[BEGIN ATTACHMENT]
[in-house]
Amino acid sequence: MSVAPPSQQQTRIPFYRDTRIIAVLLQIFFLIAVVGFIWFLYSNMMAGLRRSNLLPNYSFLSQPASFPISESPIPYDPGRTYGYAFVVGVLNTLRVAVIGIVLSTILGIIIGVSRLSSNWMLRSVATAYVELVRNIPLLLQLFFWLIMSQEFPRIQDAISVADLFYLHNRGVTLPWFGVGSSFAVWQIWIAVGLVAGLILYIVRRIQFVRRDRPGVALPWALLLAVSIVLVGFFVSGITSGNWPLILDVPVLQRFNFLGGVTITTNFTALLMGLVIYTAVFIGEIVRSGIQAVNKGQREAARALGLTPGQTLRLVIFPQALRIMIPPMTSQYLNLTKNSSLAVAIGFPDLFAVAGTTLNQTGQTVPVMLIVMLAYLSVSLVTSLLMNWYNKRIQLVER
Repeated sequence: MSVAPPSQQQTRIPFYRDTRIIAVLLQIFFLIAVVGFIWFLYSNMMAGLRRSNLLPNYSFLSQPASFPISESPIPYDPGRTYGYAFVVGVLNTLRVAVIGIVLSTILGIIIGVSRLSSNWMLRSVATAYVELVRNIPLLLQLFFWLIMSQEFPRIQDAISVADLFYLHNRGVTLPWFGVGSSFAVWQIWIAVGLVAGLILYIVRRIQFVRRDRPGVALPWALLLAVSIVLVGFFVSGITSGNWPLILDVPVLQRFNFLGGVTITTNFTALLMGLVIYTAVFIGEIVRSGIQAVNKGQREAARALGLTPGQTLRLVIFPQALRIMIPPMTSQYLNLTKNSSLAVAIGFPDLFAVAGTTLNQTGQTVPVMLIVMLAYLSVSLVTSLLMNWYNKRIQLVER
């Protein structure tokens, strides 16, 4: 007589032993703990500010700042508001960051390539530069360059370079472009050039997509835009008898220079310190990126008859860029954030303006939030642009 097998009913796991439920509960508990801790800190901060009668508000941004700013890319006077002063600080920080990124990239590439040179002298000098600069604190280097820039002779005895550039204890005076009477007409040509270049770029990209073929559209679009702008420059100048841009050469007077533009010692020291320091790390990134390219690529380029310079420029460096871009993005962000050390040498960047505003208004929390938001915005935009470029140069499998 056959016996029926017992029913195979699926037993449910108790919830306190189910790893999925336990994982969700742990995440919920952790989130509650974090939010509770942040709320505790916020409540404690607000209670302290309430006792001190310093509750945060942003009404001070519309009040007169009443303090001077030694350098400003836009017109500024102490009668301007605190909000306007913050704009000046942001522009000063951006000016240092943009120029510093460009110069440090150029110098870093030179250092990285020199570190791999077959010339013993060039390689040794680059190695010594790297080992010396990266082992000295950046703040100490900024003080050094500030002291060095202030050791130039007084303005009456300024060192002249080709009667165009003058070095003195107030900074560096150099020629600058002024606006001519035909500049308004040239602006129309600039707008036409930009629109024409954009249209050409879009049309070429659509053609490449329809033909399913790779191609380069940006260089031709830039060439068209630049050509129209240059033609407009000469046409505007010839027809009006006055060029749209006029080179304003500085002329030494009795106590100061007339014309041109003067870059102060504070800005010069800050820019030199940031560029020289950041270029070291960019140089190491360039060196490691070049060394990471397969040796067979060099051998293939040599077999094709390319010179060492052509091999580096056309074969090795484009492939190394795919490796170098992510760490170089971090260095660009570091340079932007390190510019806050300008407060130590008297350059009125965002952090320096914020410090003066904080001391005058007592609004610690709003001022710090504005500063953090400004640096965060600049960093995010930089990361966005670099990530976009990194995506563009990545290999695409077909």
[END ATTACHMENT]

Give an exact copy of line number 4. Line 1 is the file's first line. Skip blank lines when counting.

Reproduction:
């Protein structure tokens, strides 16, 4: 007589032993703990500010700042508001960051390539530069360059370079472009050039997509835009008898220079310190990126008859860029954030303006939030642009 097998009913796991439920509960508990801790800190901060009668508000941004700013890319006077002063600080920080990124990239590439040179002298000098600069604190280097820039002779005895550039204890005076009477007409040509270049770029990209073929559209679009702008420059100048841009050469007077533009010692020291320091790390990134390219690529380029310079420029460096871009993005962000050390040498960047505003208004929390938001915005935009470029140069499998 056959016996029926017992029913195979699926037993449910108790919830306190189910790893999925336990994982969700742990995440919920952790989130509650974090939010509770942040709320505790916020409540404690607000209670302290309430006792001190310093509750945060942003009404001070519309009040007169009443303090001077030694350098400003836009017109500024102490009668301007605190909000306007913050704009000046942001522009000063951006000016240092943009120029510093460009110069440090150029110098870093030179250092990285020199570190791999077959010339013993060039390689040794680059190695010594790297080992010396990266082992000295950046703040100490900024003080050094500030002291060095202030050791130039007084303005009456300024060192002249080709009667165009003058070095003195107030900074560096150099020629600058002024606006001519035909500049308004040239602006129309600039707008036409930009629109024409954009249209050409879009049309070429659509053609490449329809033909399913790779191609380069940006260089031709830039060439068209630049050509129209240059033609407009000469046409505007010839027809009006006055060029749209006029080179304003500085002329030494009795106590100061007339014309041109003067870059102060504070800005010069800050820019030199940031560029020289950041270029070291960019140089190491360039060196490691070049060394990471397969040796067979060099051998293939040599077999094709390319010179060492052509091999580096056309074969090795484009492939190394795919490796170098992510760490170089971090260095660009570091340079932007390190510019806050300008407060130590008297350059009125965002952090320096914020410090003066904080001391005058007592609004610690709003001022710090504005500063953090400004640096965060600049960093995010930089990361966005670099990530976009990194995506563009990545290999695409077909």